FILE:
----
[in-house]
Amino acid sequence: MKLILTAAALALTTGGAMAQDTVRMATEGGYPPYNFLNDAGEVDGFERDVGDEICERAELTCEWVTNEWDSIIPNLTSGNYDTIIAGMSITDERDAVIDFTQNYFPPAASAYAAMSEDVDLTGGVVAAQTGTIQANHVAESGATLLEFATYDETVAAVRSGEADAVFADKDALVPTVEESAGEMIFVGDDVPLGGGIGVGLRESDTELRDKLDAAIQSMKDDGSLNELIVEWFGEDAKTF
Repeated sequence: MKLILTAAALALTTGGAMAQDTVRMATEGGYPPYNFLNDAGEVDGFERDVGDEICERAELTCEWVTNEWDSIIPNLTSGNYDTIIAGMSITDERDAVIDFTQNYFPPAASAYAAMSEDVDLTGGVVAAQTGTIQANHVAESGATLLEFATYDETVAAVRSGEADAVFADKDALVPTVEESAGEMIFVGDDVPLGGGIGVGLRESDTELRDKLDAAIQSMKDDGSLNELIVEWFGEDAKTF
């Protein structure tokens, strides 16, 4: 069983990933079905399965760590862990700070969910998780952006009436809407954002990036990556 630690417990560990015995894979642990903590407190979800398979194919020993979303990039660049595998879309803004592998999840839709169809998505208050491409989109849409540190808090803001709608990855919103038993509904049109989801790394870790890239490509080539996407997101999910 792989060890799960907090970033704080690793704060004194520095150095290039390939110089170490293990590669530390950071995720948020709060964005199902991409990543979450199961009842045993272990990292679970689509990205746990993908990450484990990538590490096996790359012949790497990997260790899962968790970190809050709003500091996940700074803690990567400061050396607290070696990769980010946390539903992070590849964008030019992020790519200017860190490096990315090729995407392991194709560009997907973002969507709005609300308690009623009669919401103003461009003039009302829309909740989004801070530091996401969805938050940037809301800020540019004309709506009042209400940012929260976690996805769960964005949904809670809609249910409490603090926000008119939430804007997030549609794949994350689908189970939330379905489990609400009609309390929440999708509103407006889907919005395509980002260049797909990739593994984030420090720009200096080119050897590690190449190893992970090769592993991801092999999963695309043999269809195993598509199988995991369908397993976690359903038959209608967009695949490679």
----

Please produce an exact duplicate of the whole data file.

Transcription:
[in-house]
Amino acid sequence: MKLILTAAALALTTGGAMAQDTVRMATEGGYPPYNFLNDAGEVDGFERDVGDEICERAELTCEWVTNEWDSIIPNLTSGNYDTIIAGMSITDERDAVIDFTQNYFPPAASAYAAMSEDVDLTGGVVAAQTGTIQANHVAESGATLLEFATYDETVAAVRSGEADAVFADKDALVPTVEESAGEMIFVGDDVPLGGGIGVGLRESDTELRDKLDAAIQSMKDDGSLNELIVEWFGEDAKTF
Repeated sequence: MKLILTAAALALTTGGAMAQDTVRMATEGGYPPYNFLNDAGEVDGFERDVGDEICERAELTCEWVTNEWDSIIPNLTSGNYDTIIAGMSITDERDAVIDFTQNYFPPAASAYAAMSEDVDLTGGVVAAQTGTIQANHVAESGATLLEFATYDETVAAVRSGEADAVFADKDALVPTVEESAGEMIFVGDDVPLGGGIGVGLRESDTELRDKLDAAIQSMKDDGSLNELIVEWFGEDAKTF
């Protein structure tokens, strides 16, 4: 069983990933079905399965760590862990700070969910998780952006009436809407954002990036990556 630690417990560990015995894979642990903590407190979800398979194919020993979303990039660049595998879309803004592998999840839709169809998505208050491409989109849409540190808090803001709608990855919103038993509904049109989801790394870790890239490509080539996407997101999910 792989060890799960907090970033704080690793704060004194520095150095290039390939110089170490293990590669530390950071995720948020709060964005199902991409990543979450199961009842045993272990990292679970689509990205746990993908990450484990990538590490096996790359012949790497990997260790899962968790970190809050709003500091996940700074803690990567400061050396607290070696990769980010946390539903992070590849964008030019992020790519200017860190490096990315090729995407392991194709560009997907973002969507709005609300308690009623009669919401103003461009003039009302829309909740989004801070530091996401969805938050940037809301800020540019004309709506009042209400940012929260976690996805769960964005949904809670809609249910409490603090926000008119939430804007997030549609794949994350689908189970939330379905489990609400009609309390929440999708509103407006889907919005395509980002260049797909990739593994984030420090720009200096080119050897590690190449190893992970090769592993991801092999999963695309043999269809195993598509199988995991369908397993976690359903038959209608967009695949490679």